TOURISM SPENDING in Finland will fall up to 40 per cent short of the level preceding the coronavirus pandemic, indicate calculations made by Statistics Finland, Visit Finland, the Finnish Hospitality Association (Mara), the Association of Finnish Travel Agents (SMAL) and the Ministry of Employment and the Economy.
The Ministry of Employment and the Economy on Monday reported that the spending will drop by 30 per cent, or over five billion euros, if travel begins to recover between November and December.
If the recovery does not start until the first half of next year, however, the spending will decrease by 40 per cent, or over six billion euros, compared to 2019.
The press release highlights that estimates of the spending decline are more optimistic than at the start of last spring, following the rebound witnessed in domestic travel during the summer months. Tourism demand, though, cannot rebound to pre-pandemic levels without a boost from foreign visitors.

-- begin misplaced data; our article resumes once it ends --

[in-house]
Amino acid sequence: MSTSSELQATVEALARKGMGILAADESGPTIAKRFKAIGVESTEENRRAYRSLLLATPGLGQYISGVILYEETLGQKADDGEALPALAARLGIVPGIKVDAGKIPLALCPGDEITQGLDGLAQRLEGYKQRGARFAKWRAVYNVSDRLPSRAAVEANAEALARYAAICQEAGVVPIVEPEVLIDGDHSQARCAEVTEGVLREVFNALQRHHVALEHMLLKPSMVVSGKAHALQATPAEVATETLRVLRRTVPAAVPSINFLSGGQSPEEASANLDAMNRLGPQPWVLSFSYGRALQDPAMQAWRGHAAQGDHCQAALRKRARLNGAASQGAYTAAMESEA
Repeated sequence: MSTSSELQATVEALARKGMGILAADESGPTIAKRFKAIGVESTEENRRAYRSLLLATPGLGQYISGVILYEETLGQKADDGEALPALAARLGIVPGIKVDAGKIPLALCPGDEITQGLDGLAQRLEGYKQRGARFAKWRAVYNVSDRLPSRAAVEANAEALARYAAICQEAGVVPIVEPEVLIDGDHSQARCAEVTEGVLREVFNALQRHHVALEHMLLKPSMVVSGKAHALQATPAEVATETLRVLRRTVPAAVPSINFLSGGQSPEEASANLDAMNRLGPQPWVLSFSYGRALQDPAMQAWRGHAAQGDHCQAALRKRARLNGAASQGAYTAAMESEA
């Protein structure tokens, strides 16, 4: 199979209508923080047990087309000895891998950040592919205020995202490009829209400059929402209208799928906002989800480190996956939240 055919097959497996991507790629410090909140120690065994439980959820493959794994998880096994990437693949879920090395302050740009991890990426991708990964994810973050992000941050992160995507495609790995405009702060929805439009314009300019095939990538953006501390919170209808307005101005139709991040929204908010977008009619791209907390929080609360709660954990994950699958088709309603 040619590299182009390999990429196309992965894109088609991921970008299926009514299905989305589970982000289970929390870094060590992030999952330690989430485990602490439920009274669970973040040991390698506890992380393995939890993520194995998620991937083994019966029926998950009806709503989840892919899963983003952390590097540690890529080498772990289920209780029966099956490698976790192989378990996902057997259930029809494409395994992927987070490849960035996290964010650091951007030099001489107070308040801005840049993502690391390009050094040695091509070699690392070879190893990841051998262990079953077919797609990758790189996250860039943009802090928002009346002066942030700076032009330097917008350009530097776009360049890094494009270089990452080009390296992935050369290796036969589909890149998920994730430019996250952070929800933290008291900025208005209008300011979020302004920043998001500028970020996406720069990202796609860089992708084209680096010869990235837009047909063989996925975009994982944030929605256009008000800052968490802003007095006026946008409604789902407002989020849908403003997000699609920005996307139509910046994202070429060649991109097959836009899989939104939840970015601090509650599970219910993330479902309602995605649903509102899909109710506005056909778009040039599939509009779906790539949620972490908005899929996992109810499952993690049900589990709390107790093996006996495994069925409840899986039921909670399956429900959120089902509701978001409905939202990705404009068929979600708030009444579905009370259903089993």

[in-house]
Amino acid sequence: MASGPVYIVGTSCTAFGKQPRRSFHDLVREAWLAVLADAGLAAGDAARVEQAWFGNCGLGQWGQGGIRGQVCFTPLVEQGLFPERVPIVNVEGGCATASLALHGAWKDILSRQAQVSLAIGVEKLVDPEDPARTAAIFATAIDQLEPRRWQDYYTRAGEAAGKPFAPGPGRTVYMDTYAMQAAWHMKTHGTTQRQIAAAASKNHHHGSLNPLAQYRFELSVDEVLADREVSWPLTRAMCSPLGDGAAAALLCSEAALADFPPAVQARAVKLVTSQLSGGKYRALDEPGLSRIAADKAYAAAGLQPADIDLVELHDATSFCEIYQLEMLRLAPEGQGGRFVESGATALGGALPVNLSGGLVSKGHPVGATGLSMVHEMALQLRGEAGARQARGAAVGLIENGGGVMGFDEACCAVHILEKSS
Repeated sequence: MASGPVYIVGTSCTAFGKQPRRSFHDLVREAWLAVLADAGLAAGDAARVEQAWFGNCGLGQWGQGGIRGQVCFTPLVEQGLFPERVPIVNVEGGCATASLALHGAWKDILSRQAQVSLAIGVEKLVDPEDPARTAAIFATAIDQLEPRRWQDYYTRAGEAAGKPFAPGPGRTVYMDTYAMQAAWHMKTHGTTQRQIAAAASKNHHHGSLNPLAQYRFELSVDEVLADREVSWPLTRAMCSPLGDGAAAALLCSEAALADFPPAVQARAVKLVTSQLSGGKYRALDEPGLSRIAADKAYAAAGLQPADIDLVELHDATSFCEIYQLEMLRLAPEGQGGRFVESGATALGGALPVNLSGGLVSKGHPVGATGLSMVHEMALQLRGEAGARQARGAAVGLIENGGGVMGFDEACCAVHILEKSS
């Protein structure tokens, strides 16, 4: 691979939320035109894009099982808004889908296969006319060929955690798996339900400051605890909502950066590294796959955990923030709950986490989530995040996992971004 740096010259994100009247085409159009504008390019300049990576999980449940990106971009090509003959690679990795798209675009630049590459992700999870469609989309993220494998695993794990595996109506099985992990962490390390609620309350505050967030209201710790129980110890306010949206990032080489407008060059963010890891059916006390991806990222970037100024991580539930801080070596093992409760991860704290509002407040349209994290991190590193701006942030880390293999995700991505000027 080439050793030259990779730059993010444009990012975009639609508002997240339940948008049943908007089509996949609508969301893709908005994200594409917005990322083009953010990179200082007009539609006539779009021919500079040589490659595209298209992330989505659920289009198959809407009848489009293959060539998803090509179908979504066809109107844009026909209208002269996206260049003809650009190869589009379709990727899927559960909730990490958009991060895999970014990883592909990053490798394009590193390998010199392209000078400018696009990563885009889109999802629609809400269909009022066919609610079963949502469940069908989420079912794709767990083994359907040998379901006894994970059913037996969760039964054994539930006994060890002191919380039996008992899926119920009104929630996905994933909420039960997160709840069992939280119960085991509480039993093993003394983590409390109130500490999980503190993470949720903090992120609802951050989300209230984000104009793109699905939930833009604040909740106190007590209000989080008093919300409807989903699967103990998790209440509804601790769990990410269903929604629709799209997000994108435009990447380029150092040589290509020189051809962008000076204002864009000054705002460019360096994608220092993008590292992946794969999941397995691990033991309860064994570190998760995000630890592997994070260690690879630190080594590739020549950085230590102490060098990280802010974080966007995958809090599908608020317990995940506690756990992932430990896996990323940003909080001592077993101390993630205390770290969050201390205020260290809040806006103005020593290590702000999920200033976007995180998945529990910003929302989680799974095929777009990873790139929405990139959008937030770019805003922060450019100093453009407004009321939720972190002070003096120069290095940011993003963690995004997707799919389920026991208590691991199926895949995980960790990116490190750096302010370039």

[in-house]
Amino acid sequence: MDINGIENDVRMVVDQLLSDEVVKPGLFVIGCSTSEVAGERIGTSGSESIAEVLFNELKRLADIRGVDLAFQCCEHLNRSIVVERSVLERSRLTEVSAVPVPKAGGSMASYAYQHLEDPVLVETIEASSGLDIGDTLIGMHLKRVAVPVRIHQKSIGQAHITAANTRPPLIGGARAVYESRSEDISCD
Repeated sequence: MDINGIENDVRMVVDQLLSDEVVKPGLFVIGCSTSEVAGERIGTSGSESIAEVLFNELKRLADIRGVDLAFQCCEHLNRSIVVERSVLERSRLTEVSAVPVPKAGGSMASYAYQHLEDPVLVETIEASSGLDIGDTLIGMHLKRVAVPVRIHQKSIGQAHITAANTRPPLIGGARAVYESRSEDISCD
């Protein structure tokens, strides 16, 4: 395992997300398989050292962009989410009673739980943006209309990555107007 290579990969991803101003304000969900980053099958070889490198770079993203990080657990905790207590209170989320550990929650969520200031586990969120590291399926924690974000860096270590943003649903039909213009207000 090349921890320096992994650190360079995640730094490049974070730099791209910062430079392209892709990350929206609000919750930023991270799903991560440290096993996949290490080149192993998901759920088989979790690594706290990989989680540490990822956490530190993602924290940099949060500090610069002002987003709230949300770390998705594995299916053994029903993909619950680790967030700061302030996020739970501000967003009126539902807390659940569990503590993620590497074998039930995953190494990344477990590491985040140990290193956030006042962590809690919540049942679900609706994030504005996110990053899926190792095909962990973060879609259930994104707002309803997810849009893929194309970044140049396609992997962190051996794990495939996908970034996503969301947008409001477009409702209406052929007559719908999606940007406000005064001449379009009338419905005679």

Domestic and foreign visitors spent about 16.3 billion euros in Finland in 2019.
The calculations suggest the spending, or tourism demand, will not rebound to that level until 2023, given the expectation that foreign tourism will recover slower than domestic travel. Tourism industry operators should also prepare for the possibility that the demand will remain lower for a longer period of time.
The crisis set off by the pandemic is expected to continue to gnaw away at international travel, in particular. In Finland, spending by foreign tourists is expected to plummet by 70–80 per cent, or 3.8–4.3 billion euros, and that by domestic tourists on services related to foreign travel by 76–86 per cent, or 1.7–2.0 billion euros, in 2021.
Services related to foreign travel include services by domestic airlines, cruise operators and travel agencies, for example.
The Ministry of Employment and the Economy pointed out that tourism has accounted for about 16 per cent of service exports, making it the third most important sector of service exports in Finland.
Aleksi Teivainen – HT